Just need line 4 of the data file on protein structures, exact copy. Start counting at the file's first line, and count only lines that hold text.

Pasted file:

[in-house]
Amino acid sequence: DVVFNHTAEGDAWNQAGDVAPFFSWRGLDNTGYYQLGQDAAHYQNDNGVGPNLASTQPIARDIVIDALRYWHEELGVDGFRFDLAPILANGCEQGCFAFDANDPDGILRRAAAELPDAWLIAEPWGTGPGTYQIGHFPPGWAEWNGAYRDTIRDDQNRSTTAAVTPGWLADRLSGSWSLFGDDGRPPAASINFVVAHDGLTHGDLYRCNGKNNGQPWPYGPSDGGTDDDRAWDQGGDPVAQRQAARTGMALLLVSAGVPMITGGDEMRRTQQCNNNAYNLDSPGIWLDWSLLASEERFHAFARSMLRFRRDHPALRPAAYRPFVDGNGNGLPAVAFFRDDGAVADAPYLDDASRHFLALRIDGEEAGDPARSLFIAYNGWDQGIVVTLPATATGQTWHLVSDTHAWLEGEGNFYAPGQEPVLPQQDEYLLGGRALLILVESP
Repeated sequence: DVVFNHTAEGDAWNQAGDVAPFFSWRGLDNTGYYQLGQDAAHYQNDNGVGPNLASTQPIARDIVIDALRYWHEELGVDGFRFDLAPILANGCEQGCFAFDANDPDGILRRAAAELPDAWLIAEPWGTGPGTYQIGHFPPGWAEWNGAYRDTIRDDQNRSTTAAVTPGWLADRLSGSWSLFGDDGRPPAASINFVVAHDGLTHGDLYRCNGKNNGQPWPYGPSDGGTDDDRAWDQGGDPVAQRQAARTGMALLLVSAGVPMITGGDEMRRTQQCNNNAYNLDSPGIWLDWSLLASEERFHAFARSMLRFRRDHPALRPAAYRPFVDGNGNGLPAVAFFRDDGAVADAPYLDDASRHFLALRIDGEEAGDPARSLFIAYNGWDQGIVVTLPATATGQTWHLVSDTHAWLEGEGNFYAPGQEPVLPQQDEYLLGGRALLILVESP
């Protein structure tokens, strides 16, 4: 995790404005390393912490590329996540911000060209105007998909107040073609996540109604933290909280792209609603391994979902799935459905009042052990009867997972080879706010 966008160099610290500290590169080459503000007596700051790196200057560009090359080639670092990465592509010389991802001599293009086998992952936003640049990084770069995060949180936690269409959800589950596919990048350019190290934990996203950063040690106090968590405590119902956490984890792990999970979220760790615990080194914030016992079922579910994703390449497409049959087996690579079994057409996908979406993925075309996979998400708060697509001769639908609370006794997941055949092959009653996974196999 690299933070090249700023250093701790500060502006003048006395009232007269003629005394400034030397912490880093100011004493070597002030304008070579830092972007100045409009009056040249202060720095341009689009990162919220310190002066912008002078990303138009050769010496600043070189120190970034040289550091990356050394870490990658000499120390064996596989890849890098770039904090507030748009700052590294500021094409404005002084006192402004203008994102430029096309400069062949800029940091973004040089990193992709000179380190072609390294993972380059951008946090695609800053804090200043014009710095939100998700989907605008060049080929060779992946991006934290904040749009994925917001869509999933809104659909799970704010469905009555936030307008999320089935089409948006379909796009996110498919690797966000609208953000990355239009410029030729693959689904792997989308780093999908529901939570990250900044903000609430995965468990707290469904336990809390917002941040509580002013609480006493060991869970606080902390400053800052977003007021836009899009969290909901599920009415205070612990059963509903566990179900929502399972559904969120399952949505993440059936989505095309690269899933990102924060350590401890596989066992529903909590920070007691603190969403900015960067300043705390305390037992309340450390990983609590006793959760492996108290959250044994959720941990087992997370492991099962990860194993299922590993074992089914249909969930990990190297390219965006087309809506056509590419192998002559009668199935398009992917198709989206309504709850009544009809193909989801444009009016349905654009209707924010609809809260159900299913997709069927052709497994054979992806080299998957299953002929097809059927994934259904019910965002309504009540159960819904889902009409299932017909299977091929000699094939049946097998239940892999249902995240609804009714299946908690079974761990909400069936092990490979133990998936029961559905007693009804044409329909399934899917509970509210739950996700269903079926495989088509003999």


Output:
């Protein structure tokens, strides 16, 4: 995790404005390393912490590329996540911000060209105007998909107040073609996540109604933290909280792209609603391994979902799935459905009042052990009867997972080879706010 966008160099610290500290590169080459503000007596700051790196200057560009090359080639670092990465592509010389991802001599293009086998992952936003640049990084770069995060949180936690269409959800589950596919990048350019190290934990996203950063040690106090968590405590119902956490984890792990999970979220760790615990080194914030016992079922579910994703390449497409049959087996690579079994057409996908979406993925075309996979998400708060697509001769639908609370006794997941055949092959009653996974196999 690299933070090249700023250093701790500060502006003048006395009232007269003629005394400034030397912490880093100011004493070597002030304008070579830092972007100045409009009056040249202060720095341009689009990162919220310190002066912008002078990303138009050769010496600043070189120190970034040289550091990356050394870490990658000499120390064996596989890849890098770039904090507030748009700052590294500021094409404005002084006192402004203008994102430029096309400069062949800029940091973004040089990193992709000179380190072609390294993972380059951008946090695609800053804090200043014009710095939100998700989907605008060049080929060779992946991006934290904040749009994925917001869509999933809104659909799970704010469905009555936030307008999320089935089409948006379909796009996110498919690797966000609208953000990355239009410029030729693959689904792997989308780093999908529901939570990250900044903000609430995965468990707290469904336990809390917002941040509580002013609480006493060991869970606080902390400053800052977003007021836009899009969290909901599920009415205070612990059963509903566990179900929502399972559904969120399952949505993440059936989505095309690269899933990102924060350590401890596989066992529903909590920070007691603190969403900015960067300043705390305390037992309340450390990983609590006793959760492996108290959250044994959720941990087992997370492991099962990860194993299922590993074992089914249909969930990990190297390219965006087309809506056509590419192998002559009668199935398009992917198709989206309504709850009544009809193909989801444009009016349905654009209707924010609809809260159900299913997709069927052709497994054979992806080299998957299953002929097809059927994934259904019910965002309504009540159960819904889902009409299932017909299977091929000699094939049946097998239940892999249902995240609804009714299946908690079974761990909400069936092990490979133990998936029961559905007693009804044409329909399934899917509970509210739950996700269903079926495989088509003999």